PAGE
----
Penkridge is a place of relative peace, a haven of calm, the canal being separated from the motorway by several rows of houses. You can still hear it when the wind is in the wrong direction, but it's not too bad.
The name is interesting. I assumed it meant the ridge on the River Penk. Wrong! Apparently the river was named after the town.
The Celts called this place Penn-crug, meaning "the head (or end) of the ridge", or "chief hill or mound".
Later the occupying Romans had a fort near here which they called Pennocrucium.
After they left and the Anglo-Saxons invaded the inhabitants of the town became known as the Pencersæte. A 958 CE charter called the settlement Pencric.
Today they call Penkridge a village but it's really more like a town which supports several pubs, an imposing church called St. Michael and All Angels, a bowls club, a heritage centre and a library. There are some quaint old shops, as well as the modern ones.
The Penkridge Heritage Centre, situated in the old gaol, is briefly open on Wednesdays and Saturdays from 10am to 1pm. It's staffed by very friendly and knowledgeable volunteers.
The Doomsday book records that most of the farm land at Penkridge was held by the nine priests of St. Michael's, who owned six slaves and employed seven villeins.
Saint Michael and All Angels Church is grade 1 listed building. It's known that there was a church here in Saxon times.
The Saxon King Edgar the Peaceful (959-975) issued a royal charter in 958, describing Pencric as a "famous place".
Around the same time Wulfgeat, a Shropshire landowner, left bullocks to the church at Penkridge, so the church must date from at least the 10th century.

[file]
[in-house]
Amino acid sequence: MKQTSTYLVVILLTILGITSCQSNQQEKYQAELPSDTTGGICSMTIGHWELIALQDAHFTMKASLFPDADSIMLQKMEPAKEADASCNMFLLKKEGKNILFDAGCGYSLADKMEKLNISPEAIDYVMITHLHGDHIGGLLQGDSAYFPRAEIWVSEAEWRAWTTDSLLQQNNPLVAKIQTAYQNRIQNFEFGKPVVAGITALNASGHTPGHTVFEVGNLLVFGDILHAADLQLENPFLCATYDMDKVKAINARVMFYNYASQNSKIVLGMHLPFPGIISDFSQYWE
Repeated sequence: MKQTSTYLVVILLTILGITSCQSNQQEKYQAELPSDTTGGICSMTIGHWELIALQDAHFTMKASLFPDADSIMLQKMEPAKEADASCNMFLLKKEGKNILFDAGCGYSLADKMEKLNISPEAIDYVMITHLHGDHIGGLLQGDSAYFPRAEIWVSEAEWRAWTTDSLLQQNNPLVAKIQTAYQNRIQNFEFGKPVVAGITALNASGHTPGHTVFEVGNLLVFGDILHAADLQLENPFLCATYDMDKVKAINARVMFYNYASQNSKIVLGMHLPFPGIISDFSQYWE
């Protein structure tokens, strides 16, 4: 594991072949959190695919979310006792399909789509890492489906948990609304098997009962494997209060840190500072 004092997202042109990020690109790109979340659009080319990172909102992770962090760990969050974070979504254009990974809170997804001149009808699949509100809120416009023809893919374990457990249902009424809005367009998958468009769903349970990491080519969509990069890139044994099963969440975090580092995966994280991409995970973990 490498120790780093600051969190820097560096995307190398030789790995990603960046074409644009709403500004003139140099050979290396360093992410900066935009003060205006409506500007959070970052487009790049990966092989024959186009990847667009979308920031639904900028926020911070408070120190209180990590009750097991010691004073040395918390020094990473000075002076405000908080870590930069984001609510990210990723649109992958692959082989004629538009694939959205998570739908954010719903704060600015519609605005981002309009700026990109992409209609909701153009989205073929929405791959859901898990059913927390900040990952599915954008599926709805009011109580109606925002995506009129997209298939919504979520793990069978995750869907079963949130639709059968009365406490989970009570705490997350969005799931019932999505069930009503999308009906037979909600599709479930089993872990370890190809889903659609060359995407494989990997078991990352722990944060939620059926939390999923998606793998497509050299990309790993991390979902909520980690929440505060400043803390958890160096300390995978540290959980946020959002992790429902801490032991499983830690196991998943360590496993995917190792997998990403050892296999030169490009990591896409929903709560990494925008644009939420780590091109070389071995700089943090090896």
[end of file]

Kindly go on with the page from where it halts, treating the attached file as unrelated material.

The old council offices, now used as a Civic Centre, occupy an impressive grade 2 listed building. This is where I went on my first Sunday here.
Come here on Sunday they said, they'll be a band they said, it'll be fun they said.
Turned out to be the Burton Concert Band, a mixed woodwind, brass and percussion band. It was like watching paint dry or rather listening to paint dry. Have you ever listened to paint drying?
Burton Concert Band conducted by David Haines and with David Matthews on keyboard were actually very good, if you like that sort of thing, but it's not my personal taste. Silly of me bit I was expecting a rock Band.
The raffle was drawn by Councillor Isabel Ford of South Staffordshire council.
So on my way back to the boat I thought I'd console myself with a Sunday roast at The Boat Inn. Now, I would never be any good as a food critic, or restaurant critic. I'm far too generous far too easy going, I eat anything and enjoy it. Well, almost anything.
Maybe I should start keeping scores of all the different Sunday roasts I have as I travel around the country in my boat. I've never done so far but I'm trying to think back over all the different Sunday roasts I've had over the last seven years in this country, and I can't think of a worse one.
Okay so it's pub is not a restaurant. But they sell themselves as a gastro pub. They have a separate restaurant area. That was empty when I arrived yet still they kept me hanging around for 15 minutes before they let me sit down. While they organised their bookings.
Well they finally found me a nice little table and I sat down at it.
I do get cross with restaurants and hotels and cafes and different places where single people don't seem to matter. They think they can stick a tiny table just anyway and we have to put up with it. Well I never put up with it. If I don't feel comfortable I walk out.
To their credit The Boat didn't fall into that trap. They found me a quiet table in a secluded elcove where I could sit with my back to the wall. I have had my back to the wall all my life but that's another story. I just hate having people milling around behind me where I can't see them.